The he saw the side door. 4592AA the men in orange jackets pressed. He pretended to browse the newspaper for a while, then went to the pound shop next door. He bought a flourescent green jacket and bottoms, then changed in the station toilets, adding his black hat and his gruff frowning face.
4592AA. The lock clicked open. He closed it behind him. To the right were steps that led to the tracks. To the left a metal gate stood ajar. He pulled on it and climbed the narrow staircase.
The room was unlit. He pulled his torch from his rucksack. This cosy room was full of old signs, the old station clock, dusty cones and wet floor signs. The place hadn’t been used in a while. On the right stood another door. He battled the cobwebs and pushed on it.
This room had windows at least, the top one was broken. A desk had been built around the edges. It had a prime view of the tracks. In the corner a set of four rusty levers stood erect.
He wasn’t supposed to be here. But the cogs in his mind were clicking into place. The points on the track were lining up and a non-stop Metropolitan line train had rocketed from the tunnel underneath the room. His face lit up. “Bingo!” he shouted. He’d hit the motherlode.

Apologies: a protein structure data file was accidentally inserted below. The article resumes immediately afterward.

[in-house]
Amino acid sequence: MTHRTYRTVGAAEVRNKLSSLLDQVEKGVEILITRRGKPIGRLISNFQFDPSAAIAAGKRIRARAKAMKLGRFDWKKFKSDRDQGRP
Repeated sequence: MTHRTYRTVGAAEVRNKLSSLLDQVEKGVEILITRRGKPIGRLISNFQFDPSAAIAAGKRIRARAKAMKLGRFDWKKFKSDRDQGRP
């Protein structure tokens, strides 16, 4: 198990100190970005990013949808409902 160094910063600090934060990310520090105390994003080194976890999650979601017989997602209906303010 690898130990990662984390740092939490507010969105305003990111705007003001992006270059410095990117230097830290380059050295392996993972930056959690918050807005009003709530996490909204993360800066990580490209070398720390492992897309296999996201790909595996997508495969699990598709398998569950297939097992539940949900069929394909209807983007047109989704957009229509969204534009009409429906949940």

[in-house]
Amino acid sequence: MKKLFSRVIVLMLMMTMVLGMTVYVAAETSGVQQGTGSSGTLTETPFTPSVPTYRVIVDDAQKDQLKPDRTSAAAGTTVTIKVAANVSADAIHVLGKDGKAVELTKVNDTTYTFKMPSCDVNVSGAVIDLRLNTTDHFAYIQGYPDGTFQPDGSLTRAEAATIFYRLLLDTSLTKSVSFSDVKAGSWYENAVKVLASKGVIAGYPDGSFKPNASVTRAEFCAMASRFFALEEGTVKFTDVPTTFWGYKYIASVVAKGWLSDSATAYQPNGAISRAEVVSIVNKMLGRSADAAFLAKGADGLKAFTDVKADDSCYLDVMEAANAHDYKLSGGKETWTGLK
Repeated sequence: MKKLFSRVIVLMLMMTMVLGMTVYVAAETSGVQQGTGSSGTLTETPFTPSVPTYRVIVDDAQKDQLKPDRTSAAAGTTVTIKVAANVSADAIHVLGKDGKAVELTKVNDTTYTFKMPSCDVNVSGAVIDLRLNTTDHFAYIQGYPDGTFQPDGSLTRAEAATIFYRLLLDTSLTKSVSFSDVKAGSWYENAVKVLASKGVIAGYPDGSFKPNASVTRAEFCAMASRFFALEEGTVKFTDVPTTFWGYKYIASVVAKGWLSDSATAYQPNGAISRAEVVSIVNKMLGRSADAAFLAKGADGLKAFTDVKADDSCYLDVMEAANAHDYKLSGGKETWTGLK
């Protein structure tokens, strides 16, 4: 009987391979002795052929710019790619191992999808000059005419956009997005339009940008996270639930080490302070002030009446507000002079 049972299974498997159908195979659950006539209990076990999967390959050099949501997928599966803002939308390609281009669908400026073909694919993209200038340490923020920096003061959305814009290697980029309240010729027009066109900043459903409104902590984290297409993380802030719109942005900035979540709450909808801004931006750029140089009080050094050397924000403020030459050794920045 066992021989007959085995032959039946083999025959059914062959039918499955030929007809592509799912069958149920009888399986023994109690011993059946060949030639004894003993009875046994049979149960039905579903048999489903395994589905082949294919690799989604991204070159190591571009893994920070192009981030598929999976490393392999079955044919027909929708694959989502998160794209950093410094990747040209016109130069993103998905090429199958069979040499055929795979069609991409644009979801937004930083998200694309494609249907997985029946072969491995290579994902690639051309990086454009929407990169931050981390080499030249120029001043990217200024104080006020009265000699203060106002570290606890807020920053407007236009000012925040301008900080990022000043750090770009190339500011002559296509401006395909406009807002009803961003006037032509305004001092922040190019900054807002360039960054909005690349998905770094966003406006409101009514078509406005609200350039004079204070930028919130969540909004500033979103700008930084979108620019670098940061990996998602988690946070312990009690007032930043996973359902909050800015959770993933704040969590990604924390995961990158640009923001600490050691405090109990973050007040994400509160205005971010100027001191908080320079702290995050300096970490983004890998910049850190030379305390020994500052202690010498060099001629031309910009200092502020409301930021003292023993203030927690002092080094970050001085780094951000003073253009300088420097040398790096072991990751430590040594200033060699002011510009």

He spent the afternoon in the former signalling box. The signals had now been electrified, this narrow space was redundant. He could get a heavy duty lock for the gate downstairs and make this his fortress flat. He’d need to sneak in and out of course. But during rush hours that would be easy. He’d now wait until 5:30 when the tubes began belching out commuters and he could slip out.
After a gentle snooze his phone’s alarm went off. Let’s get cracking. He sneaked downstairs and went to the cab rank. He asked the guy to hang on while he brought down some antiques for clearance. Out came the grand faulty clock. Out came the platform signage much older than its holder. Out came the signals. Now to flog it.
The meter was ticking up as they edged their way into Camden. The young man had texted Vinnie the shop’s owner and promised to deliver at the tradesman’s entrance. Vinnie was smoking a fag by the arch doors when the cab pulled up.
Vinnie offered £300 for the lot. The young man laughed and explained how few of these old Underground clocks were around. Maybe 100 in total. He could get at least a grand for it on Ebay and even more if it was sold to some local yuppie mug. He’d throw the rest in for free. Vin upped his offer to £500 and tapped his nose – nobody needed to know if he wasn’t too greedy. The young man shook his hand, unloaded the goodies, took the envelope of cash and paid the driver double the fare.
Oh to have a pocket full of cash, your own place and be free to roam the city. It was cold, but the rain had subsided. He went to the canal and strolled along with a spring in his step and some Thai noodles as a treat. He headed to Argos where he got an inflatable mattress, sheets, feather duster, lock and extra thick duvet. Then he headed on the bus to his new pad.